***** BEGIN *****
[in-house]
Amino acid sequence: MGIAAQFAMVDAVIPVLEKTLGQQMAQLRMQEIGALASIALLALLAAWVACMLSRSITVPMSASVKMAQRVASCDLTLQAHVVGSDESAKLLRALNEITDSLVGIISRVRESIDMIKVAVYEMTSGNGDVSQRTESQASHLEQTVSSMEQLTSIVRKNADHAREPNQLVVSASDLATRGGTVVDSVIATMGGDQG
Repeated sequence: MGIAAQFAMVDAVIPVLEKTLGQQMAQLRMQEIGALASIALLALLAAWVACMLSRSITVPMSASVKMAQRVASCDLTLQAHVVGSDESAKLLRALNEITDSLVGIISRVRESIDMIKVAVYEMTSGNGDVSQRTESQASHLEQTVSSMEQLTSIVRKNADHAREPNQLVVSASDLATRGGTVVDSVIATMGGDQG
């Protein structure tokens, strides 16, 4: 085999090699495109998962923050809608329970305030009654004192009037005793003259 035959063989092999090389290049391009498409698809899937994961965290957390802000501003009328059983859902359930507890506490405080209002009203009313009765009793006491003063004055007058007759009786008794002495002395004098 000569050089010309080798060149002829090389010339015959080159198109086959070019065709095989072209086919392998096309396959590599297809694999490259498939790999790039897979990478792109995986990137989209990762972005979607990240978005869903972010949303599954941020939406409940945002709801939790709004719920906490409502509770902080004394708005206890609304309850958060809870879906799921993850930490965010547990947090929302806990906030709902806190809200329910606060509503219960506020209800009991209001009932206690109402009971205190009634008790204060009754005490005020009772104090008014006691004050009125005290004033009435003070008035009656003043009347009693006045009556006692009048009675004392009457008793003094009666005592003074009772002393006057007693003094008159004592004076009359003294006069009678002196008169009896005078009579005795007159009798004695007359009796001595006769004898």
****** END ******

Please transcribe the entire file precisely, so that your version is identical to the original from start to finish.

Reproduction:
[in-house]
Amino acid sequence: MGIAAQFAMVDAVIPVLEKTLGQQMAQLRMQEIGALASIALLALLAAWVACMLSRSITVPMSASVKMAQRVASCDLTLQAHVVGSDESAKLLRALNEITDSLVGIISRVRESIDMIKVAVYEMTSGNGDVSQRTESQASHLEQTVSSMEQLTSIVRKNADHAREPNQLVVSASDLATRGGTVVDSVIATMGGDQG
Repeated sequence: MGIAAQFAMVDAVIPVLEKTLGQQMAQLRMQEIGALASIALLALLAAWVACMLSRSITVPMSASVKMAQRVASCDLTLQAHVVGSDESAKLLRALNEITDSLVGIISRVRESIDMIKVAVYEMTSGNGDVSQRTESQASHLEQTVSSMEQLTSIVRKNADHAREPNQLVVSASDLATRGGTVVDSVIATMGGDQG
């Protein structure tokens, strides 16, 4: 085999090699495109998962923050809608329970305030009654004192009037005793003259 035959063989092999090389290049391009498409698809899937994961965290957390802000501003009328059983859902359930507890506490405080209002009203009313009765009793006491003063004055007058007759009786008794002495002395004098 000569050089010309080798060149002829090389010339015959080159198109086959070019065709095989072209086919392998096309396959590599297809694999490259498939790999790039897979990478792109995986990137989209990762972005979607990240978005869903972010949303599954941020939406409940945002709801939790709004719920906490409502509770902080004394708005206890609304309850958060809870879906799921993850930490965010547990947090929302806990906030709902806190809200329910606060509503219960506020209800009991209001009932206690109402009971205190009634008790204060009754005490005020009772104090008014006691004050009125005290004033009435003070008035009656003043009347009693006045009556006692009048009675004392009457008793003094009666005592003074009772002393006057007693003094008159004592004076009359003294006069009678002196008169009896005078009579005795007159009798004695007359009796001595006769004898």